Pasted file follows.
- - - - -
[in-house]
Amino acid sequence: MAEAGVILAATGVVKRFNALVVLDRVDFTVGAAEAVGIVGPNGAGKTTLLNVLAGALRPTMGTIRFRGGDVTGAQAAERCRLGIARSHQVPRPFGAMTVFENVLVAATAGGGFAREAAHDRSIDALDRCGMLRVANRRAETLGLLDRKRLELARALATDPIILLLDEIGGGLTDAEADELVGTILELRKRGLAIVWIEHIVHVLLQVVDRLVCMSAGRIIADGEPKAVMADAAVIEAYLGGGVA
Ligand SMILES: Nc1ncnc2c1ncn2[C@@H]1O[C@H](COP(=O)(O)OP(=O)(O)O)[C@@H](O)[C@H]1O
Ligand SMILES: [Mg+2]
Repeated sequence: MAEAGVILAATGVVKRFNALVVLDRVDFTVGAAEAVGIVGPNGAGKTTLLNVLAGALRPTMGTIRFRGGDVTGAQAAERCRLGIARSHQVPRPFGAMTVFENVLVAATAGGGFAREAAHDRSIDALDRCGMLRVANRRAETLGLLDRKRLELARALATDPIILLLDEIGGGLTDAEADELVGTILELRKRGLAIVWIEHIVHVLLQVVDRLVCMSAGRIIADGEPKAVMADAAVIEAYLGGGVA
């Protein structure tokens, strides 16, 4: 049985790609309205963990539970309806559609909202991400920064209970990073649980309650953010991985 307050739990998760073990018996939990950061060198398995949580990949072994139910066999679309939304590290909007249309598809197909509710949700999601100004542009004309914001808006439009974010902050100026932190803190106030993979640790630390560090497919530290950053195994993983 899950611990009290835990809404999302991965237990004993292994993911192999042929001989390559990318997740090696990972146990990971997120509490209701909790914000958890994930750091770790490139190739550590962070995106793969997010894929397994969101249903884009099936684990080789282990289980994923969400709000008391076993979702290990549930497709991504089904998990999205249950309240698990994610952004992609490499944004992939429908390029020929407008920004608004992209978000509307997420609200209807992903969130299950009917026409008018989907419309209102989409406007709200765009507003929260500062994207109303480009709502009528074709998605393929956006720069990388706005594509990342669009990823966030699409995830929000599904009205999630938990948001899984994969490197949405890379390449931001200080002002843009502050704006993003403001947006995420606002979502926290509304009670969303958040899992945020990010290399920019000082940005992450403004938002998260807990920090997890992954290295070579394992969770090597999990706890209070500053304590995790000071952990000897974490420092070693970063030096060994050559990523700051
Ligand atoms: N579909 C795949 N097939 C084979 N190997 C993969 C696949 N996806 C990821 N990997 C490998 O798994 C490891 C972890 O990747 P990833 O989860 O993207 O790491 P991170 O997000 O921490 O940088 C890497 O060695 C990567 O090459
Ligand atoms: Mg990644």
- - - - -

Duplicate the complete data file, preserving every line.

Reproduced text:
[in-house]
Amino acid sequence: MAEAGVILAATGVVKRFNALVVLDRVDFTVGAAEAVGIVGPNGAGKTTLLNVLAGALRPTMGTIRFRGGDVTGAQAAERCRLGIARSHQVPRPFGAMTVFENVLVAATAGGGFAREAAHDRSIDALDRCGMLRVANRRAETLGLLDRKRLELARALATDPIILLLDEIGGGLTDAEADELVGTILELRKRGLAIVWIEHIVHVLLQVVDRLVCMSAGRIIADGEPKAVMADAAVIEAYLGGGVA
Ligand SMILES: Nc1ncnc2c1ncn2[C@@H]1O[C@H](COP(=O)(O)OP(=O)(O)O)[C@@H](O)[C@H]1O
Ligand SMILES: [Mg+2]
Repeated sequence: MAEAGVILAATGVVKRFNALVVLDRVDFTVGAAEAVGIVGPNGAGKTTLLNVLAGALRPTMGTIRFRGGDVTGAQAAERCRLGIARSHQVPRPFGAMTVFENVLVAATAGGGFAREAAHDRSIDALDRCGMLRVANRRAETLGLLDRKRLELARALATDPIILLLDEIGGGLTDAEADELVGTILELRKRGLAIVWIEHIVHVLLQVVDRLVCMSAGRIIADGEPKAVMADAAVIEAYLGGGVA
């Protein structure tokens, strides 16, 4: 049985790609309205963990539970309806559609909202991400920064209970990073649980309650953010991985 307050739990998760073990018996939990950061060198398995949580990949072994139910066999679309939304590290909007249309598809197909509710949700999601100004542009004309914001808006439009974010902050100026932190803190106030993979640790630390560090497919530290950053195994993983 899950611990009290835990809404999302991965237990004993292994993911192999042929001989390559990318997740090696990972146990990971997120509490209701909790914000958890994930750091770790490139190739550590962070995106793969997010894929397994969101249903884009099936684990080789282990289980994923969400709000008391076993979702290990549930497709991504089904998990999205249950309240698990994610952004992609490499944004992939429908390029020929407008920004608004992209978000509307997420609200209807992903969130299950009917026409008018989907419309209102989409406007709200765009507003929260500062994207109303480009709502009528074709998605393929956006720069990388706005594509990342669009990823966030699409995830929000599904009205999630938990948001899984994969490197949405890379390449931001200080002002843009502050704006993003403001947006995420606002979502926290509304009670969303958040899992945020990010290399920019000082940005992450403004938002998260807990920090997890992954290295070579394992969770090597999990706890209070500053304590995790000071952990000897974490420092070693970063030096060994050559990523700051
Ligand atoms: N579909 C795949 N097939 C084979 N190997 C993969 C696949 N996806 C990821 N990997 C490998 O798994 C490891 C972890 O990747 P990833 O989860 O993207 O790491 P991170 O997000 O921490 O940088 C890497 O060695 C990567 O090459
Ligand atoms: Mg990644």